Hebrews 4:14-16

Reformed Perspectives Magazine, Volume 10, Number 17, April 20 to April 26 2008

Hebrews 4:14-16

A Sermon




By Scott Lindsay



Imagine that you are with a group of hikers making your way through a dense and dangerous jungle. It has been many days, your supplies are running low, some of your team has contracted some sort of strange fever and, to make matters worse, you are not really sure where you are or how to get out. Suddenly you come upon a huge ravine, maybe a mile across. On the other side, you can make out the outline of a small city. Looking to your left and right, you can see no way over to the other side. So, you begin to shout across the distance, not knowing if anyone can hear you and, if they could, not knowing whether they would even be able to understand you at all. You are quite sure that what you need could be found on the other side, but you have no way of getting across and no way of knowing whether your cries for help are being heard.

What you need is someone who, firstly, can get across this impossible gap and, secondly, who understands your situation and can communicate that clearly and effectively to those who have the power and authority to provide you with the help you require.

That is what you need. Whether you get it or not is another matter altogether!

We are continuing this morning in our study of the Letter to the Hebrews, picking up at verse 14 of chapter 4 and working through to verse 16 of the same chapter. If one was pressed to try and summarize what this letter is about in one word, that word would have to be "better." If you were allowed three words, then the summary would be "Christ is better." Because what the author of Hebrews is trying to do is demonstrate to his readers the uniqueness and superiority of Jesus. And the reason he is doing this is because the people to whom he is writing are under a great deal of pressure to abandon their Christian faith and, as part of that process, to change their minds about Jesus.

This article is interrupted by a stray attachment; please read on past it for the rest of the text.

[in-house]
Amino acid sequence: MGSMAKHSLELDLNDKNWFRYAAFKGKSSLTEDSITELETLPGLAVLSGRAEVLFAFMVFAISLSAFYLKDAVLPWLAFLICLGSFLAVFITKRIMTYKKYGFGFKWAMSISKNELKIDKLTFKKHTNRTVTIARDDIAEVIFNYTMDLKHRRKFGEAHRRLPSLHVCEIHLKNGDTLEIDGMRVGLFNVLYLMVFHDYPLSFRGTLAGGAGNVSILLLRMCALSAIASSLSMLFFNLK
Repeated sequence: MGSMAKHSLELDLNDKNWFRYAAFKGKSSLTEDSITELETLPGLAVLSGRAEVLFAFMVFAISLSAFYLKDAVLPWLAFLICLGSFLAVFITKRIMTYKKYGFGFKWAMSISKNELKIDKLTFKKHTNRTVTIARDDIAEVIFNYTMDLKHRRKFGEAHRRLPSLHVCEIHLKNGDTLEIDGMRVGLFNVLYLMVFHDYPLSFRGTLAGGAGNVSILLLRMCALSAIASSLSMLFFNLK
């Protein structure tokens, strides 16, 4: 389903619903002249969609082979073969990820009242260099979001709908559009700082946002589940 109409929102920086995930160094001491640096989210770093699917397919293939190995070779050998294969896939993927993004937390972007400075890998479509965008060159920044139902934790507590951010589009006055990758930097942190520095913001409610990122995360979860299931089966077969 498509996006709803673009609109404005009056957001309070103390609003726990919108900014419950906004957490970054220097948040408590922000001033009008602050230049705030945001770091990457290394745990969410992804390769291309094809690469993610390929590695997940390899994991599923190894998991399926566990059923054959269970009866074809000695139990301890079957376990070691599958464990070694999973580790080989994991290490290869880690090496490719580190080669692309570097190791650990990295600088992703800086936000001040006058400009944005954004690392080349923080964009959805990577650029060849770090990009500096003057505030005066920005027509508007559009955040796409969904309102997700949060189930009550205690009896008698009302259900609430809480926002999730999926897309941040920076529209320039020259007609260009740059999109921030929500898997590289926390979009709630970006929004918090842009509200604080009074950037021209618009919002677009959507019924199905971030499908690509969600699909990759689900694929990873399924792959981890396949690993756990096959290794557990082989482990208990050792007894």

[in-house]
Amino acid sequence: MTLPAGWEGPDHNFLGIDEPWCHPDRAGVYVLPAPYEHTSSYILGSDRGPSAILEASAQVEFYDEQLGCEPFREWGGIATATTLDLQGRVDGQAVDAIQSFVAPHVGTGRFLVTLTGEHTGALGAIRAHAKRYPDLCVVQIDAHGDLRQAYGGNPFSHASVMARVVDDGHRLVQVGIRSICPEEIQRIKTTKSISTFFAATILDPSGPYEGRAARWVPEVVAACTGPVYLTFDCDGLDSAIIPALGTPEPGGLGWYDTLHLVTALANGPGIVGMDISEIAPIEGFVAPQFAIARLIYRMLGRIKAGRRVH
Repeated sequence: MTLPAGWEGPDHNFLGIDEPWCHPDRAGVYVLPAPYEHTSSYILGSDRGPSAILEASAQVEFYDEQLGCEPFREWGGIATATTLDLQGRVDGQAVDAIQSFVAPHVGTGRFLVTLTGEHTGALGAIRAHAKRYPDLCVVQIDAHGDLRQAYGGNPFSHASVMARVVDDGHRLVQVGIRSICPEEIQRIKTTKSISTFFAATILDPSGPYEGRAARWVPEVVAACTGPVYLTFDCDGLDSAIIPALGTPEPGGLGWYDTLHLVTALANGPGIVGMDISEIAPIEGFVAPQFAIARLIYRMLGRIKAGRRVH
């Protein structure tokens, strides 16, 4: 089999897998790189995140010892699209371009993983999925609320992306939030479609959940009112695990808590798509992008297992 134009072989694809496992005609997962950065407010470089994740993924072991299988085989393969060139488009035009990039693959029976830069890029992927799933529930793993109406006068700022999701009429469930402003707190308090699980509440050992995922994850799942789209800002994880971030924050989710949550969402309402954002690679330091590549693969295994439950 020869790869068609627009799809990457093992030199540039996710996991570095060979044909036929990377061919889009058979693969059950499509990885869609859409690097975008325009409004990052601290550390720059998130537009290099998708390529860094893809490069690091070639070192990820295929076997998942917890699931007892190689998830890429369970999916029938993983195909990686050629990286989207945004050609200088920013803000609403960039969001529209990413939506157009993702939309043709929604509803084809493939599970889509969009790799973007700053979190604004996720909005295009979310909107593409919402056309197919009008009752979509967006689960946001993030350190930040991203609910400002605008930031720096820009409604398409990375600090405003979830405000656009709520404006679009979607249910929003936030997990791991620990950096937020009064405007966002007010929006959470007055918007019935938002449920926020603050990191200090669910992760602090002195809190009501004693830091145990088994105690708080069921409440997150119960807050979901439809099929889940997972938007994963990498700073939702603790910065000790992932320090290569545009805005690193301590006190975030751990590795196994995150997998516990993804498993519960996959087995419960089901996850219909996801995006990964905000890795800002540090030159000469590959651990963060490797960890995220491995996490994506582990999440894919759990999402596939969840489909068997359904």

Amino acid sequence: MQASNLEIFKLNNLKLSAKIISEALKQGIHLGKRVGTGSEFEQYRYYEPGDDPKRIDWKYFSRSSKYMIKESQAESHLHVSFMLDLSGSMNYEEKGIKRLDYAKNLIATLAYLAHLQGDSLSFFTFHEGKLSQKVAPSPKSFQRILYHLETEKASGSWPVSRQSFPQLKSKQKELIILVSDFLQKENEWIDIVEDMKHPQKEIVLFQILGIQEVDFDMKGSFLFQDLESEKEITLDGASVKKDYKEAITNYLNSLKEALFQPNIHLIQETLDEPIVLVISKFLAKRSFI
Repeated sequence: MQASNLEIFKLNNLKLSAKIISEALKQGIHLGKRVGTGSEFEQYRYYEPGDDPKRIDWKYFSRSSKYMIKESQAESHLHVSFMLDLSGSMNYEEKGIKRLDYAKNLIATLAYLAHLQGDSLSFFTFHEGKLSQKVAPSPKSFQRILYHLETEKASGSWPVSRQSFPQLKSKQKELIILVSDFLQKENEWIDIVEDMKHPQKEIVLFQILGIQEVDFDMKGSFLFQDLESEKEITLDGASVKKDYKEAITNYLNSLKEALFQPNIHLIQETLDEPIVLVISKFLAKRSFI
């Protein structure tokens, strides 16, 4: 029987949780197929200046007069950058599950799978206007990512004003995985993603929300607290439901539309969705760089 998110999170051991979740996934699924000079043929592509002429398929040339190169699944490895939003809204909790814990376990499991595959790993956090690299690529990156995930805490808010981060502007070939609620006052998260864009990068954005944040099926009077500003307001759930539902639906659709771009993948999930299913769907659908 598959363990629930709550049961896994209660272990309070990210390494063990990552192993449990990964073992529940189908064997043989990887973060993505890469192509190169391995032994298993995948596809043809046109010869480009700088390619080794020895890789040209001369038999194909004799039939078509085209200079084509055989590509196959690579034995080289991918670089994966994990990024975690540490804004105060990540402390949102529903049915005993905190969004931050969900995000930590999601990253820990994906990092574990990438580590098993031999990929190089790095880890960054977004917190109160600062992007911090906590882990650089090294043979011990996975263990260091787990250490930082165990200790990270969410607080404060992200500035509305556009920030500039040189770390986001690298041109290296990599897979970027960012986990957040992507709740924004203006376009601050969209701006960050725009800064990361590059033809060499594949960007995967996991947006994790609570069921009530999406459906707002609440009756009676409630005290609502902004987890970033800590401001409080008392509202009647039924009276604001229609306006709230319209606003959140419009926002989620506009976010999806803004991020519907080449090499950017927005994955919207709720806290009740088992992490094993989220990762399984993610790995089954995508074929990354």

Now, judging from the contents of this letter, it would seem that the original recipients were either Jewish themselves — some of them even former priests —- or were at least familiar with the teachings of the Old Testament. Additionally, it would appear that some of them had been influenced not only by the Old Testament, but also by other writings and teachings that were going around in that day, particularly strange teachings about angels.